Evangelion
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Akio Satsukawa (昭夫 薩川[?]) was a writer for the Evangelion TV series. He has worked on Episode 3, Episode 4, Episode 5, Episode 6, Episode 9, Episode 10, Episode 12, Episode 13, Episode 15, Episode 19, Episode 21 and Episode 24 alongside Anno.[1] Unlike most other writers, he has not returned for Evangelion 3.0, however.[2]. Satsukawa originally worked as an editor, sporadically taking up scriptwriting additionally later, however his main career is still as an editor[3], and he hasn't worked on a script since the early 2000s.[4]

Satsukawa was always more interested in working as a director, and met Anno while working as an editor for Nadia The Secret of Blue Water. Anno was considered hard to work with, so Satsukawa was sent as replacement to another director from Episode 10 onwards. They came to mutually appreciate each other's talents in the editing room. Anno later asked him to join up as a writer for Evangelion, however, he hadn't watched any of his writing work like Watcher in the Attic. Satsukawa explained he had never watched any robot anime and could not write it, so Anno suggested that he could instead have to write it like a drama, which Satsukawa accepted. In Episode 4, Satsukawa protested Anno's outline for Shinji's recovery, calling it too "anime-like". He also designed Rei's room, based of a real-life apartment he had seen while working part-time as a plumber.

Satsukawa was used repeatedly for these character-heavy episodes, and Gainax co-founder Hiroyuki Yamaga claimed much of Eva's psychological depth was due to Satsukawa's contributions. Notably, he was the one who introduced the term Hedgehog's Dilemma to the series. However, Satsukawa clarified that Eva's famous internal monologues and most of the lines as aired on the final episodes were written by Anno himself. Despite being known for his work on Kaworu and Episode 24, Satsukawa actually says he put his all in Episode 15. He also picked Shinji's cello piece.

Satsukawa felt surprised by Anno's request to work later on Love & Pop, a live-action romantic drama. While still making Death and Rebirth, Anno had first approached Satsukawa about the project, which he felt was a way for Anno to "run away from Eva". According to Satsukawa, Anno kept saying he was atracted to the main character. They had inserted some references to Eva and particularly End of Evangelion in the film. Notably, the shooting version of the script began with the same line as Asuka's final line in End of Evangelion: Disgusting (Kimochi warui), but this was edited out of the movie at the last moment. Satsukawa noted the thematic similarity with Eva, and felt Love & Pop was almost like a continuation of Evangelion, and Anno said he was attracted to the protagonist, a mentally ill girl with multiple personalities. In fact, the movie starts in the same date End of Evangelion was released.[5] Uniquely, he has written Episode 04, the only one not written by Anno, as a result of staff input, not originally planned in the plot outlines. [6]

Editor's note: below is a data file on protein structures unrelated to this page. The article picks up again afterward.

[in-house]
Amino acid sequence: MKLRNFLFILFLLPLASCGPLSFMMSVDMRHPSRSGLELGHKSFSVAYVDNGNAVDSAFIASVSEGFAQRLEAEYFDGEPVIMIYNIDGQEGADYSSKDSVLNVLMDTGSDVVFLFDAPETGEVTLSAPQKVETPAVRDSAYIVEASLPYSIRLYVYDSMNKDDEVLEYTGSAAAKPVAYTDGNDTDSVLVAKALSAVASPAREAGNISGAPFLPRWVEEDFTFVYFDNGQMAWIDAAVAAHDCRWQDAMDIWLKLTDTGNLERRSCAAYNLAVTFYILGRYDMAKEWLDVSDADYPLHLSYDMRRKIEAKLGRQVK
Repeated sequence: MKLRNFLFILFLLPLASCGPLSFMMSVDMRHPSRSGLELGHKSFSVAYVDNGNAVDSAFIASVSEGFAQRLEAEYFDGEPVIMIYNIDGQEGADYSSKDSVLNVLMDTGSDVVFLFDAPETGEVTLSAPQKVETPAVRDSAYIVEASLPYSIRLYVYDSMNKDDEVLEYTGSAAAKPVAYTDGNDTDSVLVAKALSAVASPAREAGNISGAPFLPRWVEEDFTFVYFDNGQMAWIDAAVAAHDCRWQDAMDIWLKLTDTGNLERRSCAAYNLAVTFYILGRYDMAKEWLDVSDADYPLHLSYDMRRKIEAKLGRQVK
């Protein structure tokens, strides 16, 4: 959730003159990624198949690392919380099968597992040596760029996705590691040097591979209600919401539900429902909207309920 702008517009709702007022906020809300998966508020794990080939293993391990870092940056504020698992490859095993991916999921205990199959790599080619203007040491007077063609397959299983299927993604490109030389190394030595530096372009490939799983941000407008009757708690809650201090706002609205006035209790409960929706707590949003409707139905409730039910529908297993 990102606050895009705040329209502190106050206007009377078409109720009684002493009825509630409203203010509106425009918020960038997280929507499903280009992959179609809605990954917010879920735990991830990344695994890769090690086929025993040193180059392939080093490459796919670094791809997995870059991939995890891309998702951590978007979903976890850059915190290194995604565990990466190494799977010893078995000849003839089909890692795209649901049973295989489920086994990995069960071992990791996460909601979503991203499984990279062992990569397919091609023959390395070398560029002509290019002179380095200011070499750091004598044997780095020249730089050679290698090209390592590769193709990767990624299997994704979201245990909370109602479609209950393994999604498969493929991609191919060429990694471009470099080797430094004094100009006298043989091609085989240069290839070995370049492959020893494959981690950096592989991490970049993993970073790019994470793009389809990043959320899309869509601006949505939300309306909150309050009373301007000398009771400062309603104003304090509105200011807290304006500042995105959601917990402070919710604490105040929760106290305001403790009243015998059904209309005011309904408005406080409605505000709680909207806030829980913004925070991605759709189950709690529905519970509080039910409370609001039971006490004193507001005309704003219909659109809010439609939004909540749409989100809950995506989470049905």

Works

Theatrical Movies

TV Anime/OVA

  • Adventure Kid (1992) - Editing
  • Dokushin Apart Dokudamiso (1989) - Editing
  • Nadia - The Secret of Blue Water (1990) - Episode Director (ep 34), Editing (eps 10-39)
  • Mad Bull 34 (OVA) (1990) - Editing (ep 1)
  • Samurai Pizza Cats (1990) - Editing
  • Sword for Truth (1990) - Editing
  • Taiman Blues: Ladies Hen Mayumi (1990) - Editing (ep 1)
  • Dokushin Apart Dokudamiso (1991) - Editing
  • Maison Ikkoku: Shipwrecked on Ikkoku Island (1991) - Editing
  • Neon Genesis Evangelion (1995) - Script (12 episodes)
  • Gilgamesh (2003) - Series Composition, Scenario (10 episodes)

[7]

External Links

References

  1. Platinum Booklets - Episode Commentaries 21-26 and others
  2. https://www.animenewsnetwork.com/encyclopedia/anime.php?id=842
  3. https://ja.wikipedia.org/wiki/%E8%96%A9%E5%B7%9D%E6%98%AD%E5%A4%AB
  4. https://en.wikipedia.org/wiki/Rampo_Noir
  5. Love & Pop Theatrical Booklet
  6. "In actuality, this episode was once omitted in terms of the series composition and it was planned that what is now Episode Five would come after Episode Three. But as production progressed, staff members voiced their opinion that perhaps there was a need to depict Shinji’s relationship with the people around him after Episode Three, and thus, this episode was made, greatly changing the contents from what had originally been conceived. Because of this, the script for this episode written after the script for Episode Five had already been finalized. This is the one and only episode of all the TV and movie episodes in which Director Anno did not have a direct hand in the plot and script." - Platinum Episode Commentaries
  7. https://www.animenewsnetwork.com/encyclopedia/people.php?id=6058
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